Why Is American Political Culture So Partisan, Mired in Gridlock? 10 Reasons

Back in 1995, just as the Internet was beginning to emerge as a political tool, I envisioned a time when citizens would become more engaged in politics, right from their computers. See my piece, “Vision of a New Democracy: Internet Gives Citizens Chance to Connect.” That future has certainly happened. With the proliferation of email, Facebook, Twitter, other forms of social media, and Youtube.com, citizens are more engaged in politics than they were in 1994.Voter turnout jumped from 49.1 percent in 1996 to 56.8% in 2008. It declined slightly in 2012, to 53.6%, but that’s still higher than most elections since the 1960s, which was the last time voters were consistently engaged the way they are now. Back then, turnout topped 60 percent.

What I didn’t foresee were the unintended consequences of digitization of politics, that is not entirely a good trend. Americans are probably more divided by politics, more partisan, less interested in listening to one another and engaging in compromise. Hyper-partisanship seems to dominate.

Why is the political atmosphere in America so partisan today, and so filled with partisan gridlock? The 113th Congress is one of the most unproductive in modern American history, so far passing only four major pieces of legislation. This is in sharp contrast to the two previous Congresses. The 111th Congress (2009-2010) was one of the most productive in American history in passing major legislation, in the form of 35 new laws, but the 112th Congress (2011-12) passed just 15 bills, and the 113th Congress (2013-2014) passed just 24 bills.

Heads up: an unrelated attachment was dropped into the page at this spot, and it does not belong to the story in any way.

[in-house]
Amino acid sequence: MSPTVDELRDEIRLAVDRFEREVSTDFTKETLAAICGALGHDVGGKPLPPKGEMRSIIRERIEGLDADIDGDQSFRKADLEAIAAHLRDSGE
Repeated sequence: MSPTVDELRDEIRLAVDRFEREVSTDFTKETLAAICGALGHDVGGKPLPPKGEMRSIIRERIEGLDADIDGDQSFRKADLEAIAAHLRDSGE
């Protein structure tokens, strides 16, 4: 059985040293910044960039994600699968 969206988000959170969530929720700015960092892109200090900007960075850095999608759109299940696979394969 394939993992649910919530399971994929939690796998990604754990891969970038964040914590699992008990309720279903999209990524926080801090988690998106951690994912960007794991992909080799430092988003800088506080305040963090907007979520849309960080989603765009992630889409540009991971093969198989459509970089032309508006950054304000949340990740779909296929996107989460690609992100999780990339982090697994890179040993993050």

To some Tea Party conservatives, the current “partisan gridlock” may be a good thing because it means Congress is doing less harm than it might if Obama and the Democrats had more power and were able to push through more harmful legislation. So what if, due to Tea Party intransigence, Congress can’t agree on a budget, shuts down the government and furloughs federal employees? So what if the sequester isn’t replaced with thoughtful budget cuts? So what if the debt ceiling isn’t lifted and the government doesn’t pay its bills? So what if the federal budget is held hostage until Obamacare is fully repealed? So what if there isn’t immigration reform or tax reform or another stimulus bill to supposedly create jobs?

There’s a faction in Washington that believes action on this agenda is worse than inaction, that agreeing to “wasteful government spending,” immigration reform that gives amnesty to illegals, and agreeing to tax reform that doesn’t cut taxes further is worse than the current gridlock.

Never mind that these uncompromising legislators are risking damage to the full faith and credit of the United States and to economic growth, never mind that the costs of sequester, government shutdown, inaction on immigration and tax reform are greater than the costs of compromise.

So what are the underlying causes of such partisan gridlock?